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The Triumph Circuit

Daft Punk's publicist meets guest vocalist

"Harder, Better, Faster, Stronger" on Daft Punk's Discovery is a song that has had me so thoroughly knocked-out lately, that I feel compelled to document it. I've always been a Kraftwerk fan; it seems like die mensch-machine mythology that made songs like "Showroom Dummies" so incredibly moving and problematic never really got smoothed out properly. I still get pretty tearful when I watch Blade Runner, seriously.

Anyway, the thing I love so much about "Harder, Better..." is that I feel like it capitulates all the tensions of Kraftwerk, but concludes the narrative (or just complicates it) in a way I had never expected. Here's the scene: so, these two French guys are wrestling this robot. Not really wrestling it, which would be a waste of money unless it was direct to DVD or some pay-per-view event on Adult Swim or something, but they're like, wrestling it on a spiritual plane. The robot doesn't give up, though, it only gets harder, better, faster, and stronger with the work it has to do upholding its own robot-dignity. With each mortal multi-filter and knob-twiddle the duo attempts, they only reinforce its power. Each round, the vocal gets more dazzling and more fractured. So who wins? I don't know, because it's only the human challenge that precipitates the robot's ascention to triumph. Symbiosis! And to think that the robot has soul; now we're learning. If only Karl Marx could hear the joy in this song, he'd weep into his facial hair and start all over.


No God, Only Religion and probably the Boredoms

I got to see the Boredoms a few nights ago. I can't really count how long I've been looking forward to seeing them. Five years? Maybe more. At any rate, it's pointless to try to poeticize their magic; they're one of those bands that leaves me completely intrigued but almost totally inarticulate as to why. Some kind of holistic unity/communion/gorgeous telepathy aspect, completely spellbinding, almost transcendent.

One thing I was struck by in a live context is how much musical ground the band covers/evokes with their three drummer/one Eye + electronics setup, and how much they've superimposed so many styles' topographical idiosyncracies. Aside from the futuro-Krautrock temple grooves, there were all these organicized club jams, reggae breaks, sprayed jazz, flashes of samba. Drum & bass was an especially interesting color, a rhythm that grew out of technological capability getting turned back into a hands and feet extravaganza, totally dazzling. Eye reminded me of a cross between an orchestral conductor and a Jamaican toaster/deejay; even though he seemed weirdly out of the drummers' circle, his presence and occasional direction seemed so crucial, like the head of a Voltronic bliss machine. Did I just say that? Shit, shit carries me away.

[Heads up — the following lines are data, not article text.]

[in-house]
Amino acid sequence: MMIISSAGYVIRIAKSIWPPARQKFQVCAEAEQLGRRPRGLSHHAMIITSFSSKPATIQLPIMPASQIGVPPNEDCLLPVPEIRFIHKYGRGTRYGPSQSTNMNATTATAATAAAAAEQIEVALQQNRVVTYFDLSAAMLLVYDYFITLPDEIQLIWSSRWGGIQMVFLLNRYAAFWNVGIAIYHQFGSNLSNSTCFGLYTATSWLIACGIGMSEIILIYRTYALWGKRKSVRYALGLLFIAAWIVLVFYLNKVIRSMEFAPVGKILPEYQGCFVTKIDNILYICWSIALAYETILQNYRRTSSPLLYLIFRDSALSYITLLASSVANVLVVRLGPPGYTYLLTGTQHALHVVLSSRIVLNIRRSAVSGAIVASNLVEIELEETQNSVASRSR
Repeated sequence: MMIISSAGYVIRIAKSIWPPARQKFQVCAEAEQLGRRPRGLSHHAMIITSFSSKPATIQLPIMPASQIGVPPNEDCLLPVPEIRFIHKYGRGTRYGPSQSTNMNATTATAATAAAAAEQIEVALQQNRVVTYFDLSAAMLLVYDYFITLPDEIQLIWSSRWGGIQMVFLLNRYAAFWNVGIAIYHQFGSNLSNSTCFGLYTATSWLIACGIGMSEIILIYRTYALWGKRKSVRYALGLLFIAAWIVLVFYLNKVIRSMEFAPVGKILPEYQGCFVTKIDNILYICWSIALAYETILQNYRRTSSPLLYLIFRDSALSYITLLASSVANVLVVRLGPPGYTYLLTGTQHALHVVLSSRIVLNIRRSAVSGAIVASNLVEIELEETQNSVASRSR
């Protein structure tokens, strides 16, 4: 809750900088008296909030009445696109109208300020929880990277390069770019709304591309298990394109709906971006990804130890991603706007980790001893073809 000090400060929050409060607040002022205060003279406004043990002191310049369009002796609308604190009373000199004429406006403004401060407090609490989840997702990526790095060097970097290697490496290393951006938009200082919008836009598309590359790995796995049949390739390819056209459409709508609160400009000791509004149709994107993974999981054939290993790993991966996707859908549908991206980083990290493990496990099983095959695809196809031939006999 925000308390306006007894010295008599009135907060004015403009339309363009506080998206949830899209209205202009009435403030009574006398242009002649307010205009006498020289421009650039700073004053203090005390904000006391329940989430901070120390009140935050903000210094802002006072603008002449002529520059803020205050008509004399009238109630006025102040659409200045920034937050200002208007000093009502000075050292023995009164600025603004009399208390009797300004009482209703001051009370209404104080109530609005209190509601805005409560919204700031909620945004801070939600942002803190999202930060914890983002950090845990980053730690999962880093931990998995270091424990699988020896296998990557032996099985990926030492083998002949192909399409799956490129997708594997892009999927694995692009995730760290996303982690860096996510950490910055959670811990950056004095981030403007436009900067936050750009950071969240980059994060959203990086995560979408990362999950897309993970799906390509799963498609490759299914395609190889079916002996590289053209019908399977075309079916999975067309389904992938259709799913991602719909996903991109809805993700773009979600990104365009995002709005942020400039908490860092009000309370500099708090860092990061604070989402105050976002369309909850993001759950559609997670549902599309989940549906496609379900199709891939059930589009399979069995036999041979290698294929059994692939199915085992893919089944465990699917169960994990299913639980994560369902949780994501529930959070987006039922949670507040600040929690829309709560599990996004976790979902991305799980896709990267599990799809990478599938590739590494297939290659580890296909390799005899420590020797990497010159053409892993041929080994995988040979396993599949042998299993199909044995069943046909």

Two studies in city street rhetoric

The crowbar, what is it?

I saw the Hold Steady again last night, before which I had a viciously cheap sesame roast beef sandwich and some dumplings (thanks Nick).

The band was good, great even, though I probably liked them better at the totally unself-conscious April show. In a way, though, it was perfect; watching a front-and-center contigent of swooning people buckling under intractable happiness and slapping sweaty palms with Craig Finn reminded me of the lyric from Almost Killed Me: "When I dream I always dream about the scene; all these kids, they look like little lambs looking up at me." It was a little like role-playing the rock god on his part, but last night it felt like everyone earned the experience. Spent part of the evening battling lumps in my throat.

Got some raspberry seltzer after the show and caught the new slang with N. I probably shouldn't even bring this into the cruel digital world. Apparently the question on the lips of late night bodega-lurkers swilling Crunk!!! is what's the crowbar? After considerable deliberation, we were stumped. It's possible that the question is rhetorical. Maybe just a variant of "hello." Also possible that it means, metaphorically speaking, what is the thing that is going to pry open that box that we want to get into?, which presupposes answers to the more intriguing question of what the hell is in the box?